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Photo: Danielle Steenwyk-Rowaan
The Centre for Public Dialogue’s supporting committee at recent meetings in Ottawa
Photo by Danielle Steenwyk-Rowaan

Refugees who are sponsored to come to Canada, either by the government or by churches and other organizations through the Private Sponsorship of Refugees (PSR) program, are expected to pay the federal government back for the travel costs incurred in bringing them here. These travel loans can amount to upwards of $10,000, particularly for large families traveling from remote locations.

Until earlier this year,  the Canadian government required not only that refugees begin to pay off these loans within 30 days of arriving in Canada but also charged refugees interest on the loans.

But, because of the advocacy of Christian groups, that changed and that has helped to ease the burden on refugees.

“Financial pressure is a reality for every single refugee I interact with, particularly in B.C.'s lower mainland, where the cost of living comes as a shock to many newcomers,”says Dena Nicolai, who works as a refugee chaplain for a network of CRC churches in British Columbia’s lower mainland.

Their growing understanding that they will need to factor in loan payments to an already tight budget can be overwhelming, particularly as many of them will need to spend several months learning English before they can jump fully into the job market.”

That’s why Nicolai, who is also a member of the supporting committee of the Christian Reformed Centre for Public Dialogue, was a key contact in the development of an online advocacy opportunity for CRC churches that asked the Canadian federal government to fully waive travel loans for refugees.

John Hiemstra, a professor at The King’s University in Edmonton, Alta., joined more than 300 other people in sending a message to their Members of Parliament through this online action opportunity. He noted that “to demand that refugees—people who are defined as people who are ‘forced to leave their country in order to escape war, persecution, or natural disaster’—repay travel loans at this vulnerable point in their lives is simply a violation of biblical justice.”

Mike Hogeterp, director of the Christian Reformed Centre for Public Dialogue, was one of the developers of the action opportunity. “It really took off. Within a week, 70 people had sent messages to their MPs, and by week two we were up to 235. It was abundantly clear that CRC people felt that refugee travel loans were a problem.”

The Centre for Public Dialogue partnered with World Renew on the action opportunity, along with the Mennonite Central Committee, Citizens for Public Justice, and the United Church of Canada.

Earlier this year the Canadian government responded to this advocacy and that of many other refugee-supporting organizations. The federal government, acknowledging that travel loans burden refugees, has moved to delay the start of loan repayment from 30 days to a year, said Deb Mebude of Citizens for Public Justice, a Christian advocacy organization that was a partner in the effort. “They also removed interest on these loans. For newcomers with thousands of dollars of debt, that really does make a big difference. That is progress. And that is worth celebrating.”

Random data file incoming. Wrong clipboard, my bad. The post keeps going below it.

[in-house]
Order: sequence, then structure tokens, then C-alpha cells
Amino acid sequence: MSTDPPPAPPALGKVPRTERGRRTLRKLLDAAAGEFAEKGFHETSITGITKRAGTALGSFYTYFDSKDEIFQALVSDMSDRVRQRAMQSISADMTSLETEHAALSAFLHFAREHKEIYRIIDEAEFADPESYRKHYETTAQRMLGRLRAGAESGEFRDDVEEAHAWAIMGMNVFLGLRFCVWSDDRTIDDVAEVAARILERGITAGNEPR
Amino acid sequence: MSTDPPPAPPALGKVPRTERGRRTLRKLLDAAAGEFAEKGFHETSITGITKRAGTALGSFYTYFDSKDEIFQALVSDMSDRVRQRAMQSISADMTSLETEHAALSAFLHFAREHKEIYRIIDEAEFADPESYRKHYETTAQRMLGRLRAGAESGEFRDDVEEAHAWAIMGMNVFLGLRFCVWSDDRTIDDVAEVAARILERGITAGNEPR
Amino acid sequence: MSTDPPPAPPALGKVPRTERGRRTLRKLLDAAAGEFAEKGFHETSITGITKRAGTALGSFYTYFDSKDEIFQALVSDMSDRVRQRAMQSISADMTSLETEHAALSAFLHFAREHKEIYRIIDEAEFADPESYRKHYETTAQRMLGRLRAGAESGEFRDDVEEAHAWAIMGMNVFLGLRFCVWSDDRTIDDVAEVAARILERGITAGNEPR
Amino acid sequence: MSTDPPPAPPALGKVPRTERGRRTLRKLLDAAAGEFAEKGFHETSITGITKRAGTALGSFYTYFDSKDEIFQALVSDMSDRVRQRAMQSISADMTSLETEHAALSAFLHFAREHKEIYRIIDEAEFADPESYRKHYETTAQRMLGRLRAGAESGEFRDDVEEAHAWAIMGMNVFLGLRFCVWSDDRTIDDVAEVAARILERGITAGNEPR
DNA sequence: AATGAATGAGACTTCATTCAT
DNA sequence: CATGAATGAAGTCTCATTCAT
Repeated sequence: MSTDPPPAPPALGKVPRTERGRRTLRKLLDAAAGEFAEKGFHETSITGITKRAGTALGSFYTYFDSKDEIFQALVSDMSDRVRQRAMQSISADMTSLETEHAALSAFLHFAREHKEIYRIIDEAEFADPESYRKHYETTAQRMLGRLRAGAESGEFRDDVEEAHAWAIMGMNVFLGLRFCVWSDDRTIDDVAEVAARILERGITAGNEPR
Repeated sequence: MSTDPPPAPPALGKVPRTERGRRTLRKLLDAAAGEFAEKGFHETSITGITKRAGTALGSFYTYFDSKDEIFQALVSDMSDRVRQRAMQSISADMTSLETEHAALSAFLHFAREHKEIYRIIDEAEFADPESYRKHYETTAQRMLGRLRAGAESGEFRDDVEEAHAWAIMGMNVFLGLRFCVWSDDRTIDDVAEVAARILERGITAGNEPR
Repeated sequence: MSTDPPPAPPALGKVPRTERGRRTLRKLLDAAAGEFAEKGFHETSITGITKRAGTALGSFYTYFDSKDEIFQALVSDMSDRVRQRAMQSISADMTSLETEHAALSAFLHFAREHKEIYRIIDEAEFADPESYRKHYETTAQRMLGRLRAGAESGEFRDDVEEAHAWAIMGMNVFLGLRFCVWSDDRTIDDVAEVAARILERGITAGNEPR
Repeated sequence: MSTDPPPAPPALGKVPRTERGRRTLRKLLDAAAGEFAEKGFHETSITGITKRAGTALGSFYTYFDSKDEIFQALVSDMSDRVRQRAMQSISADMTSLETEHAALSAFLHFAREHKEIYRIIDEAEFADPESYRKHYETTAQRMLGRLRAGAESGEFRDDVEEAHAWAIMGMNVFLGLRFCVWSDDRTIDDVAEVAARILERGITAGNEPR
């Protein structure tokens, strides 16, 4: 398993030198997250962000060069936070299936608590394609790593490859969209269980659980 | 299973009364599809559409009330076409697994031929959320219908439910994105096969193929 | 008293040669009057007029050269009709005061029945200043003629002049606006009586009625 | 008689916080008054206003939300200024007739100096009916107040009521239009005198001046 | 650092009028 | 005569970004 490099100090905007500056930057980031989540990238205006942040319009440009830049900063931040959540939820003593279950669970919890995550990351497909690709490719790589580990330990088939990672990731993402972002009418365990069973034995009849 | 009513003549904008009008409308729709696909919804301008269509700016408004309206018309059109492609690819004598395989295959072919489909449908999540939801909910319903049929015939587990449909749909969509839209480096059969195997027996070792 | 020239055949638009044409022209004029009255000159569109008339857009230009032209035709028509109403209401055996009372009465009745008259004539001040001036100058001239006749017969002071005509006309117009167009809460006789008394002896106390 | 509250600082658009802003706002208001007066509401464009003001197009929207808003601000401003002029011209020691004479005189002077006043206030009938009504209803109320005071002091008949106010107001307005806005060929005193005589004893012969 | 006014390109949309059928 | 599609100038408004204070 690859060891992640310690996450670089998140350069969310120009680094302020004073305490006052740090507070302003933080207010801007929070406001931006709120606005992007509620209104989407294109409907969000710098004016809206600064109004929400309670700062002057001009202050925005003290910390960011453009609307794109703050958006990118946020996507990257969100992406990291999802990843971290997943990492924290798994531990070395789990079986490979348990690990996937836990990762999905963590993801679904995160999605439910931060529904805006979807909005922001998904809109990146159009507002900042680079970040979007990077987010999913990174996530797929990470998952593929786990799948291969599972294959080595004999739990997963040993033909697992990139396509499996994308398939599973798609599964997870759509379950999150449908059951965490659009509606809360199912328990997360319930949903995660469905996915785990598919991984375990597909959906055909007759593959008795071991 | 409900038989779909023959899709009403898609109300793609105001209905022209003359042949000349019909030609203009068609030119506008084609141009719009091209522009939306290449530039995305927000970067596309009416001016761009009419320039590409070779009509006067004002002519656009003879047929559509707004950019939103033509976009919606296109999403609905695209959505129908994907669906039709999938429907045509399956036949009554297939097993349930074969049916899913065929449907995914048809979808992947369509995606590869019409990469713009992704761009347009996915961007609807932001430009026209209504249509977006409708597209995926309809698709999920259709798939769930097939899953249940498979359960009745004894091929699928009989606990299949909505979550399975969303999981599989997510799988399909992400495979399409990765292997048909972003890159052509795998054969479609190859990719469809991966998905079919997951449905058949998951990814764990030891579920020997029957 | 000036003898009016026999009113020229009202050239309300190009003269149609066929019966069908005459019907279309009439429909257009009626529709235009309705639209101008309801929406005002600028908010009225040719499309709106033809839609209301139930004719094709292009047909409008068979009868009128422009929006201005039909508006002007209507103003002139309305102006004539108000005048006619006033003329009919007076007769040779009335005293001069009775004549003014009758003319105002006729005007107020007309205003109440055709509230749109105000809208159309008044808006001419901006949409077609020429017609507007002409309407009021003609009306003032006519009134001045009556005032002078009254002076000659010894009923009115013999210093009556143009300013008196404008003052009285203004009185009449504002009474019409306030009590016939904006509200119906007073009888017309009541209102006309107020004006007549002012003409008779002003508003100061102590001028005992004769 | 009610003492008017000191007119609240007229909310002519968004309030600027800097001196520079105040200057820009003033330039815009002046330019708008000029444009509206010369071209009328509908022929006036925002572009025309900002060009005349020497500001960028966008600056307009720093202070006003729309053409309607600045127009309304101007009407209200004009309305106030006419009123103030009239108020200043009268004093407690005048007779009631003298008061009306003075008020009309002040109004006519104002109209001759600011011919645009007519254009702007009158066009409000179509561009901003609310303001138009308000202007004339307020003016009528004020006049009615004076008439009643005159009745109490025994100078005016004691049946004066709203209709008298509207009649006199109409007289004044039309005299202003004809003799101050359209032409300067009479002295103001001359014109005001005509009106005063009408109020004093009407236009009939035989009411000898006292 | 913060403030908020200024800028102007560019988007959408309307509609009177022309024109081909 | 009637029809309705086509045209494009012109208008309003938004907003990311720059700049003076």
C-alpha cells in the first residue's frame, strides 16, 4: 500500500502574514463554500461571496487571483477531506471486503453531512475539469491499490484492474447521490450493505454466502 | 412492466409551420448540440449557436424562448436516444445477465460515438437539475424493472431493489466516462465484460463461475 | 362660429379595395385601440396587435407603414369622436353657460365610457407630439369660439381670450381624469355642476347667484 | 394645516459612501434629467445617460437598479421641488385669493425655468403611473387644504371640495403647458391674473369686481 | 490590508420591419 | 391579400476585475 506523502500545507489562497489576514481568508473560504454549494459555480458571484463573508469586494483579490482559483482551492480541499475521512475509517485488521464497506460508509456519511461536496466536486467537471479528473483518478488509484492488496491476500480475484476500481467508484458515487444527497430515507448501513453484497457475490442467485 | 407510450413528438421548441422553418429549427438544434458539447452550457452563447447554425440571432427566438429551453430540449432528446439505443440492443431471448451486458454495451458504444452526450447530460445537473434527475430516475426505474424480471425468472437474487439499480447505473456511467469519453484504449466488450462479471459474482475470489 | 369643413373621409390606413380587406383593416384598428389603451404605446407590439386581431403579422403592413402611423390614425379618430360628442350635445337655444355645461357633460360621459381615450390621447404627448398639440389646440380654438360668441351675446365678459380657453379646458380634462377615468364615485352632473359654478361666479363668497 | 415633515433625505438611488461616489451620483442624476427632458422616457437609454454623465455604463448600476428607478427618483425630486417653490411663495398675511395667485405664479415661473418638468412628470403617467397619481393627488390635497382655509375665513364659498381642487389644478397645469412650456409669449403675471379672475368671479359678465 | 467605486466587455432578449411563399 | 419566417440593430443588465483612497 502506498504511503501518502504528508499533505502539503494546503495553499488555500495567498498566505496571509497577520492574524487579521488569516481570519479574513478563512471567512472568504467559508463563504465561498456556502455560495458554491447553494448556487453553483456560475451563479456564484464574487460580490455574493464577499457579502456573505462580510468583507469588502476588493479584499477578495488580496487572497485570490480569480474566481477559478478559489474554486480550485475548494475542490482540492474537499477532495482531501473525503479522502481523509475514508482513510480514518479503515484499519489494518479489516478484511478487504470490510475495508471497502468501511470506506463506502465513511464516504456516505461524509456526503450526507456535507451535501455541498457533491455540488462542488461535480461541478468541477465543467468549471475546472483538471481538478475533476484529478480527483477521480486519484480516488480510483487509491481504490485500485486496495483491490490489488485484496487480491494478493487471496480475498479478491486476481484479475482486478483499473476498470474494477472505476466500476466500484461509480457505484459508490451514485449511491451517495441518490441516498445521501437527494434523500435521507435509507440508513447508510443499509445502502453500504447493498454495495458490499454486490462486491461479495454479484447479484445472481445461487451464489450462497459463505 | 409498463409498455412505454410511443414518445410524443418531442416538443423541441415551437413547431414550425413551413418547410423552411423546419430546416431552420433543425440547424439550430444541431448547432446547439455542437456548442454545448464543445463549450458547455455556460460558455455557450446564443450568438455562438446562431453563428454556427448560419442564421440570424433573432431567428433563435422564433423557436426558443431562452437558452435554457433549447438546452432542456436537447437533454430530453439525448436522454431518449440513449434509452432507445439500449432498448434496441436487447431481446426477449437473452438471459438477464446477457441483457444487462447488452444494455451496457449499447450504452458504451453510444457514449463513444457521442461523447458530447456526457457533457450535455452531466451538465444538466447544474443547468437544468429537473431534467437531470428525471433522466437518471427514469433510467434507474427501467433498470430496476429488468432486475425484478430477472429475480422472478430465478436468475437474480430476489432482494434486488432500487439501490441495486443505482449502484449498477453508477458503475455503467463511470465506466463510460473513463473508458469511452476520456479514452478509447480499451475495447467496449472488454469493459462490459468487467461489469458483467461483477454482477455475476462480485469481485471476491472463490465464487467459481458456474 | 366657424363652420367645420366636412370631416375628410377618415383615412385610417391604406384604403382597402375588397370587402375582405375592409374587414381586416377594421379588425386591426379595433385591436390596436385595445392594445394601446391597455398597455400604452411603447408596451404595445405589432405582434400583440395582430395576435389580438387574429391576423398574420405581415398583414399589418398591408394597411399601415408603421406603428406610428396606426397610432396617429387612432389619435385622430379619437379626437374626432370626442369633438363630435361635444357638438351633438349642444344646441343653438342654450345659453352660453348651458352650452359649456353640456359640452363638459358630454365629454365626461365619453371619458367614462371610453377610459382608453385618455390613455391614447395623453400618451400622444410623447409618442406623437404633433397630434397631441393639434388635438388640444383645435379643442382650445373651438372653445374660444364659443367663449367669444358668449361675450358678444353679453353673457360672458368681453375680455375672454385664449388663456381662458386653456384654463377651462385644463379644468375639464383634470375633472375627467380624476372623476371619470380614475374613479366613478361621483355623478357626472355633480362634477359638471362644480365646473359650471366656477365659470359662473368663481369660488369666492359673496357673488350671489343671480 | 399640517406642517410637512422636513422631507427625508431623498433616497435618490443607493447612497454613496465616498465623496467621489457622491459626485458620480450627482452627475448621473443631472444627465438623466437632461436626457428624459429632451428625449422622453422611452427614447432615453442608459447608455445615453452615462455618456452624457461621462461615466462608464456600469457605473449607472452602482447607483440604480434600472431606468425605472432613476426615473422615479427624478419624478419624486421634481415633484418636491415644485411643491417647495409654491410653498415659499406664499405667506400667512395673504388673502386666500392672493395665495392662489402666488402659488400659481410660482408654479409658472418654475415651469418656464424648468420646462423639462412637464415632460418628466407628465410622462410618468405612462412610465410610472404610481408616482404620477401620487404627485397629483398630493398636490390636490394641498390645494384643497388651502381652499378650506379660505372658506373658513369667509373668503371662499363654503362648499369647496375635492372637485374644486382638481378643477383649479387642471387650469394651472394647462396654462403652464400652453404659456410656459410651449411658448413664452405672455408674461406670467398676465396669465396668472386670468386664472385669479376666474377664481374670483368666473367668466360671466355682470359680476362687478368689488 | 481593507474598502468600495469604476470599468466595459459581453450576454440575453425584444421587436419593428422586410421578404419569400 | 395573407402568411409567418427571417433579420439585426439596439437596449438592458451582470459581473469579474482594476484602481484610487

While these changes did not fully eliminate the burden of travel loans, Hogeterp agreed: “Justice so often comes in small steps. The small changes last April grew out of relationships and candid conversations made possible by those relationships. The changes to travel loans reduce hardships and are one of many steps to come toward justice and welcome for refugees.”

When churches sponsor refugees, as many CRC churches have done, these sponsors sometimes end up deciding to pay for all or part of the refugees’ travel loans, on top of costs they have already committed to pay to support refugees for one year after their arrival. While this is compassionate on the part of sponsors, Cameron Klapwyk of World Renew’s Refugee Office wishes that this financial burden on refugees and sponsors would be fully alleviated.

"Refugee sponsors want to direct their fundraising efforts toward the well-being and integration of the newcomers they welcome. But many choose to also cover the cost of the refugee travel loan, knowing the burden that it can place on a family trying to establish themselves in Canada. It is unfortunate that the generosity of sponsors has to be directed toward paying a loan that the Government of Canada should be covering."

This advocacy success filled Nicolai with pride in her denomination. “As newcomers described the financial stress they were feeling, I was grateful to be able to say that the Christian community (and others, of course!) had heard and acknowledged the pressures of travel loans and were advocating to the government on behalf of refugees.

The ad hoc group of organizations is continuing to work together to support refugees and refugee sponsors through advocacy.

If you would like to advocate for the full waiving of refugee travel loans in Canada, you can send a message to your MP here.